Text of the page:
In the beginning of this post, I mentioned that the bishops met at Trent supported their inclusion of the Apocrypha in the Catholic canon by recalling that the regional councils in Hippo and Carthage had included these books in their canons. I stated that the endorsements of these councils was not what the RCC claims. Cardinal Cajetan, in commenting on the final chapter of Esther, wrote:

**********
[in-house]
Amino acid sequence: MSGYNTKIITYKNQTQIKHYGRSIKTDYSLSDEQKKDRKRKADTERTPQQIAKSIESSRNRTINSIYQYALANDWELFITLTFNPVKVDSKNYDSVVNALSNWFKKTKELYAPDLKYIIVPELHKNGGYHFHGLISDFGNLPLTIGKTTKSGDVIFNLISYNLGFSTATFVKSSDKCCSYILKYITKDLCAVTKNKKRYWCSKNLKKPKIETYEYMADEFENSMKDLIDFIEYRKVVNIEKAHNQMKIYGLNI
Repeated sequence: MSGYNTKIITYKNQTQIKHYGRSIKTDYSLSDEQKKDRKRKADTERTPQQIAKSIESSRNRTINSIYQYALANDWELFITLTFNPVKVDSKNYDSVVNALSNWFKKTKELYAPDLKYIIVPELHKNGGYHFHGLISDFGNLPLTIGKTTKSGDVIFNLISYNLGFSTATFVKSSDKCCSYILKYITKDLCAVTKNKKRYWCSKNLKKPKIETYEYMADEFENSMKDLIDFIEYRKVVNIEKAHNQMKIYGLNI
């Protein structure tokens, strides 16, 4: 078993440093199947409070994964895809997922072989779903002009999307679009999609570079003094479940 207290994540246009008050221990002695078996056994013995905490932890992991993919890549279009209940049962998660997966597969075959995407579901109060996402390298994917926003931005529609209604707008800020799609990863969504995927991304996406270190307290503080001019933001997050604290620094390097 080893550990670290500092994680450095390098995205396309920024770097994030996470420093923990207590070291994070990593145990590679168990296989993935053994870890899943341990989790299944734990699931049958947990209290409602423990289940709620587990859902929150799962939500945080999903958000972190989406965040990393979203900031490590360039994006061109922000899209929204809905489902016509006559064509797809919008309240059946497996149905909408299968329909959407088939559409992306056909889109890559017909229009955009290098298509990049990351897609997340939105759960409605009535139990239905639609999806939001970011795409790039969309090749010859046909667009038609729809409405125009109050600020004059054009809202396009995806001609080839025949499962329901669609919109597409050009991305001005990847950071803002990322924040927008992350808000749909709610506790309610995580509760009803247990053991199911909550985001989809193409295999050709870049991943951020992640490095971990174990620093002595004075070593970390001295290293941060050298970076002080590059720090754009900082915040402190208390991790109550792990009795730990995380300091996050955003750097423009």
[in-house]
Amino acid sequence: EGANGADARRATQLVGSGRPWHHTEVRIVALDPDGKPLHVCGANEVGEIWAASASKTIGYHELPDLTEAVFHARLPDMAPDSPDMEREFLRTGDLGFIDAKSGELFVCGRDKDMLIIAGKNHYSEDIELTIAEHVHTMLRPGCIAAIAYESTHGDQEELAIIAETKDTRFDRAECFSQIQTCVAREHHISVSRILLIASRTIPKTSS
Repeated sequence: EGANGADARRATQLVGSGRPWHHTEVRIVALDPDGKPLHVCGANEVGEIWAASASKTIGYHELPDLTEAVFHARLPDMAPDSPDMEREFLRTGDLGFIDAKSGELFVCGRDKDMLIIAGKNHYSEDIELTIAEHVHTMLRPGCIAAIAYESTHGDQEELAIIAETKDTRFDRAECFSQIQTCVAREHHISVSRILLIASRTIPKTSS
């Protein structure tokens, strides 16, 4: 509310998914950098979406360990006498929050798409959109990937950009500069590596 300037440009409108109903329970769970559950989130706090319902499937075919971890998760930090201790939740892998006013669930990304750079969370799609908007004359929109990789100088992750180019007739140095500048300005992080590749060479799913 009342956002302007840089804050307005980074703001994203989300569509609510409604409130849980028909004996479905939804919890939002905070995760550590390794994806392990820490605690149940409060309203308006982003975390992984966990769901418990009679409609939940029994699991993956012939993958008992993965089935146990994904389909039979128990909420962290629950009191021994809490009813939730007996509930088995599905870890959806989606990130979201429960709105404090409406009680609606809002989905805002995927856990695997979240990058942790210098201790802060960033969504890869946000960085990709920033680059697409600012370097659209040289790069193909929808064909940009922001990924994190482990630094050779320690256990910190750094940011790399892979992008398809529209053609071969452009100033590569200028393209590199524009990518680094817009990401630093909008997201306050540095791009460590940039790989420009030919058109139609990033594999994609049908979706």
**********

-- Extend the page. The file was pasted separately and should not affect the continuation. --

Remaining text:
“Here we close our commentaries on the historical books of the Old Testament. For the rest (that is, Judith, Tobit, and the books of Maccabees) are counted by St. Jerome out of the canonical books, and are placed amongst the Apocrypha, along with Wisdom and Ecciesiasticus, as is plain from the Protogus Galeatus. Nor be thou disturbed, like a raw scholar, if thou shouldest find anywhere, either in the sacred councils or the sacred doctors, these books reckoned as canonical. For the words as well of councils as of doctors are to be reduced to the correction of Jerome. Now, according to his judgment, in the epistle to the bishops Chromatius and Heliodorus, these books (and any other like books in the canon of the Bible) are not canonical, that is, not in the nature of a rule for confirming matters of faith. Yet, they may be called canonical, that is, in the nature of a rule for the edification of the faithful, as being received and authorised in the canon of the Bible for that purpose. By the help of this distinction thou mayest see thy way clearly through that which Augustine says, and what is written in the provincial council of Carthage.” (Cardinal Cajetan, “Commentary on all the Authentic Historical Books of the Old Testament,” cited by William Whitaker in “A Disputation on Holy Scripture,” Cambridge:Parker Society (1849), p. 424)